Gardeners with raised beds in which to grow vegetables seem to have all the luck. After all, raised beds are easier to tend, drain more quickly, and offer many other benefits. One additional benefit you may not have thought of is to turn your raised bed into a cold frame.

What is a cold frame? A cold frame is a removable, glass or plastic-covered frame that fits over the ground or over a raised bed. It protects plants from the elements and keeps them warmer inside the frame than in the surrounding areas using only natural heat sources.

By turning your raised bed vegetable garden into a cold frame, you can extend the growing season well into the fall and depending on your gardening zone, even into the winter months. Many gardeners find that with a cold frame they can continue growing lettuce, radishes, spinach and other cool-season crops throughout the winter.

Glass Tops for Cold Frames

The easiest way to turn a raised bed into a cold frame is by using recycled storm windows, doors or other glass windows placed on a frame over the cold frame bed to create a miniature greenhouse. You can find old windows at salvage yards or junk shops. If you see someone having new windows put onto their home, stop by and ask if you can have the homeowner’s permission to take one of the old ones. You never know when they’ll say “yes” and then you have an abundance of recycled storm windows to use for your project! (But always ask for permission first).

It’s simple to add a glass topped cold frame lid to a raised bed.

  • Find a salvaged window that is the same width as your current cold frame. If you can’t find one exactly the same size, one that’s slightly larger works better than one slightly smaller. The larger size keeps the air inside and prevents drafts from reaching plants.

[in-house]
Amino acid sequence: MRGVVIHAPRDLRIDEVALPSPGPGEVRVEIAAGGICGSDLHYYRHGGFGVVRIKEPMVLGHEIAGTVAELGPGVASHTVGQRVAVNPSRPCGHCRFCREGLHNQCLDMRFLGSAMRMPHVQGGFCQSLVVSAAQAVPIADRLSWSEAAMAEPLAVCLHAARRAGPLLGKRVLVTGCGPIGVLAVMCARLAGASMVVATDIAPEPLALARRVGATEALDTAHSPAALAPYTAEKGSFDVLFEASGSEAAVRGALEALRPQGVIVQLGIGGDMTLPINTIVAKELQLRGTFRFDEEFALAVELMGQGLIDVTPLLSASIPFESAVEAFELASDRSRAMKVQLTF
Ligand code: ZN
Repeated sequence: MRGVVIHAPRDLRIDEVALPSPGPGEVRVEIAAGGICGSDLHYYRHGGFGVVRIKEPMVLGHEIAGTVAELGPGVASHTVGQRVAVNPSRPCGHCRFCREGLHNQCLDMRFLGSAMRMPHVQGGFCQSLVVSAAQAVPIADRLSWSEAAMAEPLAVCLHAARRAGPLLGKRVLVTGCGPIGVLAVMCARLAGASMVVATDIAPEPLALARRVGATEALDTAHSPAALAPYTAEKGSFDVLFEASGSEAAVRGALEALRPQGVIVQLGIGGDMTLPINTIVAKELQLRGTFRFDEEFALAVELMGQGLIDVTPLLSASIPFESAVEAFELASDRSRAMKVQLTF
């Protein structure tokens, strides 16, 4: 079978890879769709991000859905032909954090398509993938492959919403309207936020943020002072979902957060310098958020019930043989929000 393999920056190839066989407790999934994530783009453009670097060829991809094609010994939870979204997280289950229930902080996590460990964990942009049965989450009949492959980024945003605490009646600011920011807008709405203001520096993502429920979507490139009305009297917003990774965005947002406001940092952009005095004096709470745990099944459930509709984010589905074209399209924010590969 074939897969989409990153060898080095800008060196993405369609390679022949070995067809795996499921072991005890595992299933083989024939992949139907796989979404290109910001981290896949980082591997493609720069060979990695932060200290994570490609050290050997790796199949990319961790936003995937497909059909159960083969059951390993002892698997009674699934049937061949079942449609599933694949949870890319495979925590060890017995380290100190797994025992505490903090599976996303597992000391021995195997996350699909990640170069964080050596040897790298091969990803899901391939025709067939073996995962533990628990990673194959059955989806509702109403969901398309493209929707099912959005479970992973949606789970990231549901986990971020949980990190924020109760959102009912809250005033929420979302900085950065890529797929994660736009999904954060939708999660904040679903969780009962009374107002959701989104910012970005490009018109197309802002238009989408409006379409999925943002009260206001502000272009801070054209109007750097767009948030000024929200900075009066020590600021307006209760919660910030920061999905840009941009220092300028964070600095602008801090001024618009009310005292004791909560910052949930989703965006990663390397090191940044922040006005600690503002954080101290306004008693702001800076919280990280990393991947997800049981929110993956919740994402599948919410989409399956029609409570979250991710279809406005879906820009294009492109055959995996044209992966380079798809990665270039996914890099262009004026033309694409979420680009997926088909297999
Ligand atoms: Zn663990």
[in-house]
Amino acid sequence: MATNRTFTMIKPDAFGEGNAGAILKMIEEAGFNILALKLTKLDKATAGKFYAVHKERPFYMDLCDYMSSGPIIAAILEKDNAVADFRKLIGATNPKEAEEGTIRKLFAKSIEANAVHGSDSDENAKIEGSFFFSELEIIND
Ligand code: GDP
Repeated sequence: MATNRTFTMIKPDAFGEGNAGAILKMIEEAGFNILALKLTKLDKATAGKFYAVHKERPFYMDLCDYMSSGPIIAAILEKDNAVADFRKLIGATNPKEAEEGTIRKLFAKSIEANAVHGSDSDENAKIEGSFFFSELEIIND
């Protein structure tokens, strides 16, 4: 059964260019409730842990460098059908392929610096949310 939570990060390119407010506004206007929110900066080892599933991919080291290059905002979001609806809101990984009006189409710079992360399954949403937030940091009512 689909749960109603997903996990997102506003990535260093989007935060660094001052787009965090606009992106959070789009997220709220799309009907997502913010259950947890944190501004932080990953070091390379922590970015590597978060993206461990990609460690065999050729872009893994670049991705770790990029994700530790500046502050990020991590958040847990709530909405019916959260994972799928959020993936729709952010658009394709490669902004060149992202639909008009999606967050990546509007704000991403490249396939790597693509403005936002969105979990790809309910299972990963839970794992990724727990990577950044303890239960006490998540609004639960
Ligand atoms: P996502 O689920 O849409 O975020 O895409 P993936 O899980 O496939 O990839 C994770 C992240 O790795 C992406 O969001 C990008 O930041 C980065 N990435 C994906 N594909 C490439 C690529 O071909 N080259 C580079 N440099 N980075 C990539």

• Wood-framed glass windows or doors make the easiest cold frame lid to work with. The wooden frame provides ample surface on which to affix hinges.
  • Simply drill a hole into the window frame and the edge of your raised bed to match the holes on a hinge. Add a large hinge or two smaller ones to the edge. If it’s easier, you may also want to add a handle, similar to the kind sold in the kitchen design department at your local hardware store, to the opposite end to easily raise and lower the lid.
  • Once the hinges are affixed and the window is down, voila - instant cold frame.

When choosing salvaged windows or doors for your cold frame lid, make sure that the surface area has small panes rather than one large sheet of glass. If you do have a large sheet of glass set in a door frame, make sure it is the kind that’s shatterproof, or reinforce it underneath. Snow and ice are heavy, and if they sit on top of a flat frame, can crack the glass easily.

Clear Acrylic Panels